Why is the cost of food rising so rapidly?

More Consumption, Less Production

At heart, trade issues always come down to the principle of supply and demand, a game of tug-of-war between the producers and consumers. While issues on the supply side have certainly played a major role in rising food prices, experts also lay a portion of the blame on countless hungry mouths in the world.

There are approximately 6.7 billion people in the world, and the population increases by 78 million each year [source: Chamie]. To complicate matters further, analysts expect much of this growth to occur in Africa and Asia, where food prices are often highest.

Food price analysts also mention China and India's recent economic growth as additional factors that are driving up the cost of food. Large populations in these areas suddenly found themselves with enough disposable income to purchase meats and other pricey foods they were previously unable to buy on a regular basis, leading to more consumption. This follows an economic principle called Engel's law, which states that the healthier a country's economy, the more food its population consumes. A rise in the demand for meat means an increase in meat prices and an increase in meat production. This also ups the demand for produce, which is used to feed farm animals.

Some critics say rising food prices shouldn't be blamed on growth in countries such as India, but rather to the excess in countries like the United States. While the average Indian consumes 2,440 calories a day, the average American gobbles up 3,770 calories [source: Timmons]. Critics argue that if the average American cut down on how much food he or she consumes every day, global prices would drop.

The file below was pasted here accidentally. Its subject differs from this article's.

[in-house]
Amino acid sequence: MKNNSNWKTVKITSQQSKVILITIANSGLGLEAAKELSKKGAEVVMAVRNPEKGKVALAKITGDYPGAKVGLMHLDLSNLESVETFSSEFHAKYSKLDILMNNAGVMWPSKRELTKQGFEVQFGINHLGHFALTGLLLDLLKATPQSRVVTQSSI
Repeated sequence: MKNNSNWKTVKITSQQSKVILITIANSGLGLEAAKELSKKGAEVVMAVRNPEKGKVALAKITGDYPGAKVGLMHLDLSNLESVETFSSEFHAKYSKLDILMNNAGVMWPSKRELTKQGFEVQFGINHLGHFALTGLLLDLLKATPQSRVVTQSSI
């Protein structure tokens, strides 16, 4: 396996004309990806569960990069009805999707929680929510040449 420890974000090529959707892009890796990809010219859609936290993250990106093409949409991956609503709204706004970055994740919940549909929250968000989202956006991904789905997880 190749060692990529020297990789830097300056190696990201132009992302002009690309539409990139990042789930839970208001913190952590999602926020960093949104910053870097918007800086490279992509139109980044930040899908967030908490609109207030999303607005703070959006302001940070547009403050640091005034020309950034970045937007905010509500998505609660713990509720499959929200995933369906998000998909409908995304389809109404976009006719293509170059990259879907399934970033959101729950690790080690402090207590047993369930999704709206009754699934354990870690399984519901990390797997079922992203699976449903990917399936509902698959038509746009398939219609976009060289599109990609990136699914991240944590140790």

Rising food costs are due to more than just changes in how much we eat or what we do with the crops. In some cases, high prices are due to forces beyond human control. The recent drought in Australia (the worst in the country's recorded history) drastically reduced its rice production -- crops which normally feed 20 million people worldwide [source: Associated Press]. Droughts in Eastern Europe have similarly hurt grain and corn production. Other major harvests were disrupted by floods in West Africa and North Korea, deep frosts in China, and droughts throughout Africa. Many experts worry that these are not freak weather occurrences, but are symptoms of climate change.

Halting the global rise in food prices is no easy task with so many intertwined causes. Efforts are underway to increase the production of high-yield crops in developing nations, as well as increase wages to cope with the increased cost of living. Governments and global organizations are busy adjusting ethanol subsidies, tariffs, and trade restrictions to reduce food shortages. On the consumer end, the responsibility largely falls to the individual. Could you change your diet to help alleviate hunger, starvation and social unrest on the other side of the globe?

To learn more about biofuels, climate, global trade and other factors affecting rising food costs, explore the links below.

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  • Associated Press. "Causes of the world food crisis." May 27, 2008. (May 29, 2008)http://ap.google.com/article/ALeqM5jXWlfvmQyeL4YqqbC4Gbmm2PZ0CgD90U4MUG1
  • Chamie, Joseph. "Population Forecast for the Next 15,000 Days." The Globalist. July 9, 2007. (May 29, 2008)http://www.theglobalist.com/StoryId.aspx?StoryId=5961
  • Cowen, Tyler. "Freer Trade Could Fill the World's Rice Bowl." The New York Times. April 27, 2008.http://www.nytimes.com/2008/04/27/business/worldbusiness/27view.html?_r=1&oref=slogin
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